* Eases rules on amount of forest farmers must preserve
* Millions of hectares to be reforested under new rules
* Farm lobby defeats Rousseff gov't, which opposed final
* Rousseff may veto the bill, could spark fight with
By Maria Carolina Marcello and Peter Murphy
BRASILIA, April 26 Brazil's Congress voted late
on Wednesday to ease rules mandating the amount of forest
farmers must keep on their land, delivering a long-sought
victory to the country's powerful agriculture lobby and a
political defeat for President Dilma Rousseff.
Though the bill will require millions of hectares of already
cleared land to be replanted, environmentalists say it makes it
too easy for farmers, responsible for much of the deforestation
of the Amazon and other swaths of environmentally sensitive land
in recent decades, to comply with regulations that stipulate how
much forest they must preserve.
Rousseff still has the option to veto the bill, one of the
most controversial to pass Brazil's Congress in recent years.
The bill was supported by some of her party's lawmakers and
members of its multi-party coalition, even though the president
had previously vowed to veto earlier versions of the law that
contained provisions perceived as too lenient on farmers who
have cleared woodlands to make way for crops.
The final law, which was changed dramatically from a
hard-bargained version her government was backing, will leave it
up to federal states to decide how much forest needs to be
replaced along riversides, making it possible for big farming
states to make only minimal demands of growers.
"The approved bill gives a total and unrestricted amnesty to
those who deforested ... and goes against what the government
itself had wanted," environmental group Greenpeace said in a
statement. "If (Rousseff) doesn't react and veto this text, this
future will be her legacy," it said.
Pushing through the more lenient language the farming lobby
sought was only possible through a rebellion by lawmakers from
within the government coalition.
A big enough majority in Congress could also knock down a
veto by Rousseff should she choose to use it.
"We lost. The government lost," said the leader of
Rousseff's Workers Party in the lower house of Congress. The
powerful farming lobby in Congress had fought hard to minimize
obligations the new law would impose on them.
FARMING VS FOREST
The bill and its likely future impact have been watched
closely in and outside Brazil, home to the world's biggest
rainforest and a country considered a reference for how other
developing nations manage their woodlands.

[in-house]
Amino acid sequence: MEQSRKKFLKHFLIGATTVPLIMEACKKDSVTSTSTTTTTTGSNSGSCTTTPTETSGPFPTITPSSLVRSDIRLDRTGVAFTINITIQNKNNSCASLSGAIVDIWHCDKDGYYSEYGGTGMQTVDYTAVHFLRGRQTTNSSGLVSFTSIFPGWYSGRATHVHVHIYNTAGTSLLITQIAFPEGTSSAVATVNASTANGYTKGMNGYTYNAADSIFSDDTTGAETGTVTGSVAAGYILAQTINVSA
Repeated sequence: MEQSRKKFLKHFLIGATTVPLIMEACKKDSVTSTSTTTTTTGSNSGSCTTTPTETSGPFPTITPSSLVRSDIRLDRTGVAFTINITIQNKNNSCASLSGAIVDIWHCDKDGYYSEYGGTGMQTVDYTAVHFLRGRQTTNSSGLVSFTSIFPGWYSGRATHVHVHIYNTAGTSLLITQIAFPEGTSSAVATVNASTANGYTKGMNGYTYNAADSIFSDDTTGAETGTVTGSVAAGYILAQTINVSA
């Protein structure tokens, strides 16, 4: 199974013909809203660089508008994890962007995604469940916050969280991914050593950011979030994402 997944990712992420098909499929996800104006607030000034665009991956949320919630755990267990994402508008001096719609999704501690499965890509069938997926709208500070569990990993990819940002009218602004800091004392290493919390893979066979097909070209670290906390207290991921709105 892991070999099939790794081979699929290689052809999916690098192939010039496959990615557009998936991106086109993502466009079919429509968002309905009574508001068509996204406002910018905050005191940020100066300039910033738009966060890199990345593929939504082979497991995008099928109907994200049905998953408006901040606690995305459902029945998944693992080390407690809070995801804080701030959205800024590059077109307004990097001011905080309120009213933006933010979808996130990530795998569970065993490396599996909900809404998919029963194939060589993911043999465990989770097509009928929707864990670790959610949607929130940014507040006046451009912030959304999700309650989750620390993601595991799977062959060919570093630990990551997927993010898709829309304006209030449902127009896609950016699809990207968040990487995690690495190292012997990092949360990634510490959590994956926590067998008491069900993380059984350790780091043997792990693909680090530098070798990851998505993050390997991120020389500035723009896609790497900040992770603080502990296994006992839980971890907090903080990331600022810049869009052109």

In June, Brazil will host the Rio+20 summit, a meeting at
which government leaders and policymakers from around the world
will discuss global environmental policy.
Head of the national agriculture confederation, Katia Abreu,
defended the new law, saying it did "not necessarily" mean
states would impose softer rules than the central government
would have on mandatory riverside forest coverage. She said it
would also enable better made-to-measure rules to be set
according to each region's characteristics.
But Abreu hinted the new rules would be less rigid, pointing
out farmers would have been obliged under the previous bill to
replant 30 million hectares (74 million acres) of forest and
sacrifice land on which they grew billions of dollars worth of
crops. She said it would only be possible to know how much would
now have to be replaced after states had set rules on this.
A technician involved in designing the law told Reuters one
drawback of allowing individual states to regulate it was that
the process would probably take a year or two. That means
replanting would likely be delayed until clear rules were made.
Deforestation in Brazil has slowed in recent years because
of greater law enforcement and the use of satellite imagery to
track areas with the most troubling rates of clearcutting.
A key provision of the forest code, as it is known, would
allow landowners to count woodland on river margins, hilltops
and steep inclines towards a total proportion of forest that
must be preserved on their land. At present, such land isn't
allowed in their calculation.
Farmers argue that uncertainty over existing legislation,
which has effectively been suspended in recent years, impeded
investments. And Brazil's growing output of food crops - and
enviable position as an agricultural powerhouse - could face
setbacks if growers continue to be held back by doubts about how
they can use their land.
Brazil is the world's top producer of coffee, sugar, beef
and orange juice and a major producer of soy and corn.
Agriculture accounts for more than 5 percent of Brazil's GDP.
Environmentalists say farmers would have to reforest land
equivalent to the combined area of Germany, Austria and Italy to
fully comply with existing regulations. Advocates of the new
bill, however, say it would still result in a net gain of
millions of hectares of forest coverage.
Under the terms of the new bill, growers must sign up for a
reforestation program that will use satellites to track
compliance. Producers falling foul of the new law could be cut
off from rural finance.
One government official estimated last year that 24 million
hectares (59 million acres), roughly an area the size of the
United Kingdom, would be reforested as a result of the new code.
But experts say the area to be replanted will be difficult to
gauge until more data is collected about rural properties.
(Writing by Peter Murphy; Editing by Paulo Prada and Eric